May 18, 2018

 

 

In This Issue
Fast Facts
Register Now for the “Live from NAHU” Webinar on June 21
Trump Administration Details Prescription Drug Plan
The Healthcare Happy Hours Takes a First Look at the Prescription Drug Plan
NAHU Submits Comments on State Regulator ERISA Handbook
State Spotlight: Rekindling Its Relationship with a State-Based Exchange
Miss Yesterday’s Webinar on Employer Contribution Rules and Tips? Watch it Now!
Deadline Extended: Final Hours to Apply to Serve on a NAHU Volunteer Committee
HUPAC Roundup
What We're Reading
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Trump Administration Details Prescription Drug Plan

On Monday, HHS Secretary Alex Azar presented details of the White House’s prescription drug plan that was unveiled in a Rose Garden ceremony last Friday attended by NAHU CEO Janet Trautwein. Azar reiterated the issues that their blueprint seeks to address: high list prices, overpaying in government programs, high out-of-pocket costs, and what they have termed “foreign-government freeloading.” Azar also restated the means that they will use to reduce the costs of pharmaceuticals: improved competition, lowering out-of-pocket costs, enhanced negotiation, and incentives for lower list prices. NAHU was among the select group of stakeholders invited to participate in Azar’s address and will continue to advocate on behalf of brokers and your clients throughout this process.

 

Azar led his remarks by indicating that a primary objective for the administration will be to seek improved negotiation where they currently have flexibility in the retail drug program and Medicare Part D, and to implement new negotiation methods in physician administered drugs and Part B. HHS is expected to issue a request for proposal that would allow private sector companies to negotiate the costs of physician-administered drugs. The proposal calls for applying Medicare’s competitive acquisition program that is used for acquiring Part B drugs, allowing private companies to negotiate costs of physician-administered drugs. Additionally, they plan to shift many pharmaceuticals to Part D to improve the ability to negotiate the prices of these drugs.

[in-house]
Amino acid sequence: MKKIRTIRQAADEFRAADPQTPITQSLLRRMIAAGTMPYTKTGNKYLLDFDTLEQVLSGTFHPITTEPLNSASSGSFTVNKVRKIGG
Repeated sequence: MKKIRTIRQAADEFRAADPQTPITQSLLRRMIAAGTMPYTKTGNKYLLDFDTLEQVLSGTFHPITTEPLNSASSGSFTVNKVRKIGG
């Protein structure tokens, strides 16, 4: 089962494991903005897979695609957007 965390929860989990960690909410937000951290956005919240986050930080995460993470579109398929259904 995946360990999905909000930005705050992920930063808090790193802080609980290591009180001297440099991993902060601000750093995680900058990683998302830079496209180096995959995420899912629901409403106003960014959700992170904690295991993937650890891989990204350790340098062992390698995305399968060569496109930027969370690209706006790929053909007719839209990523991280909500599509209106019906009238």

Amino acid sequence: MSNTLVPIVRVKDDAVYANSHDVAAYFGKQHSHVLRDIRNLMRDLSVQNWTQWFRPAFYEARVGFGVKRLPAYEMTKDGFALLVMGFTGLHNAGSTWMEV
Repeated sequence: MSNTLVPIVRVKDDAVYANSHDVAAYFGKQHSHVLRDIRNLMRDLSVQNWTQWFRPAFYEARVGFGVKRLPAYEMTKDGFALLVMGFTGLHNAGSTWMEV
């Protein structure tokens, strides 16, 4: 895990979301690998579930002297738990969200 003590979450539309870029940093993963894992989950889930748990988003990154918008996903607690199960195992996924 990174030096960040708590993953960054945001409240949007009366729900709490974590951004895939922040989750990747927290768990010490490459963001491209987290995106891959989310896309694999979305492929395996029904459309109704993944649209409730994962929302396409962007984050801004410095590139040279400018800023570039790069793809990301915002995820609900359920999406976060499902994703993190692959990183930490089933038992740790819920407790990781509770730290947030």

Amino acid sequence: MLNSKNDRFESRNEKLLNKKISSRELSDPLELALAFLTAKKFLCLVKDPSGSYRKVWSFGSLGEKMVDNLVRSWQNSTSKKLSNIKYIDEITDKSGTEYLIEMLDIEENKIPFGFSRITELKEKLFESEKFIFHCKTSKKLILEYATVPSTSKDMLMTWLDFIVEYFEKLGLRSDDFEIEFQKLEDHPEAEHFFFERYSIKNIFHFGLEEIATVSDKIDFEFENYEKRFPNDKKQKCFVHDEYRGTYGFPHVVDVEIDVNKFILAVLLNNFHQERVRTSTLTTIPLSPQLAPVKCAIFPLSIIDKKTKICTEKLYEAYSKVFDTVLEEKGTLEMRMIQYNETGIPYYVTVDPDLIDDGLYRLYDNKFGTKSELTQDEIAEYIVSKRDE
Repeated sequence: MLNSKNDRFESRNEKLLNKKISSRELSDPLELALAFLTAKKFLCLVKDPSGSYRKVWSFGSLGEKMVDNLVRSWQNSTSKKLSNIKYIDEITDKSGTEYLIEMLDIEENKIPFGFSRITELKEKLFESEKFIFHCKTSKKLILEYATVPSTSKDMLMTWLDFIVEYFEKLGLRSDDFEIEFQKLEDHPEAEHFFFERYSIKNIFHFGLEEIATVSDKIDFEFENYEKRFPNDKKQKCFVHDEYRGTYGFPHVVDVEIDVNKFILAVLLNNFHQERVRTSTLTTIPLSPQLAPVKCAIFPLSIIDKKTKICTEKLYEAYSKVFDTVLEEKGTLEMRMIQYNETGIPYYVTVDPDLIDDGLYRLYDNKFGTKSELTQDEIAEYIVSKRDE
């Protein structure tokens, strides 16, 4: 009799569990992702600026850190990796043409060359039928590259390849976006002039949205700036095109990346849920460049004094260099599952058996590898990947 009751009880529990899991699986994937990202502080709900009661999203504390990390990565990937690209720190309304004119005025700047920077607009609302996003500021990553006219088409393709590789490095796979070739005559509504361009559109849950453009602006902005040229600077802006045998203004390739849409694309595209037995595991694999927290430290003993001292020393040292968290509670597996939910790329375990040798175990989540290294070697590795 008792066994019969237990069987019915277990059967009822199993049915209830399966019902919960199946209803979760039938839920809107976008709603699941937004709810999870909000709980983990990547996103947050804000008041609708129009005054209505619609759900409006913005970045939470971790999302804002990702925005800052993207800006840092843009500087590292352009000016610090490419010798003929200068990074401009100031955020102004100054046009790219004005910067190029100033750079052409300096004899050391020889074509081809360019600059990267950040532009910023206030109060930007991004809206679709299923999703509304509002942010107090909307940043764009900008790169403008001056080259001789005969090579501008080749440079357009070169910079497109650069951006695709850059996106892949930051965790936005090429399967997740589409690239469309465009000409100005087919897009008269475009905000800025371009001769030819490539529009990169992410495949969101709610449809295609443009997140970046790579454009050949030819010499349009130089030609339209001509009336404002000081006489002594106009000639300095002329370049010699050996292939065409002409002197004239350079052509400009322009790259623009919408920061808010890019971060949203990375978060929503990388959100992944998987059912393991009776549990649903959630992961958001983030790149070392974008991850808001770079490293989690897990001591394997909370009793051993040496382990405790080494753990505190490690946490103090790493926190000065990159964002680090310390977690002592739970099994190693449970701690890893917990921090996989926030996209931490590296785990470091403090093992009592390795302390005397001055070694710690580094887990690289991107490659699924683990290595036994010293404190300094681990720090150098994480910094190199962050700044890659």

Secretary Azar also spoke to the issues with competition, particularly with regards to generic medicines. He noted that the administration plans on calling attention to the practice of pharmaceutical companies abusing the system by blocking access to samples, and hiding behind rules under the Food and Drug Administration. He further said that they would not be pursuing any “gimmicks” of drug re-importation from Canada to help increase competition, calling their market too small to have any meaningful impact on prescription prices in the U.S.

 

With regards to out-of-pocket costs, he noted that the administration would be calling for greater transparency and allowing consumers to have full disclosure on their out-of-pocket expenses at pharmacies. He noted that the Centers for Medicare and Medicaid Services (CMS) would be sending a letter to all Medicare Part D plan sponsors regarding the practice of pharmacy benefit managers setting contracts with pharmacies that prevent pharmacists from telling consumers when they can get a better deal on a drug by paying cash than by using insurance, specifically noting that the administration would consider such behavior unacceptable.

 

Finally, Azar highlighted immediate steps the administration would be taking on the list prices of pharmaceuticals. He specifically spoke to a provision of the ACA that established a cap on the penalty that drug companies had been paying when they raised prices faster than inflation and said that President Trump would be urging Congress to pass legislation to overturn this cap. Other initiatives include modifying Medicare’s Average Manufacturer Price formula for determining the price it pays for drugs, reforming the Pharmacy Benefit Manager (PBM) system, forbidding remuneration from pharmaceutical companies, such as by eliminating rebates, and evaluating transparency and disclosure in direct-to-consumer advertising.

 

NAHU applauds the Trump Administration for taking these initial steps in reducing the cost of pharmaceuticals, which will in turn help to reduce the cost of healthcare and health insurance. NAHU identified the high cost of pharmaceuticals in our Healthcare Cost Drivers white paper, where we identified that the factors driving the increases in pharmaceutical costs as: increasing utilization of prescription drugs; newer, higher-priced drugs replacing older, less-expensive drugs; fewer manufacturers and less competition, and manufacturer price increases for existing drugs. We further called for addressing these in our overarching position paper for reforming the nation’s healthcare system, Access, Choice and Affordability.

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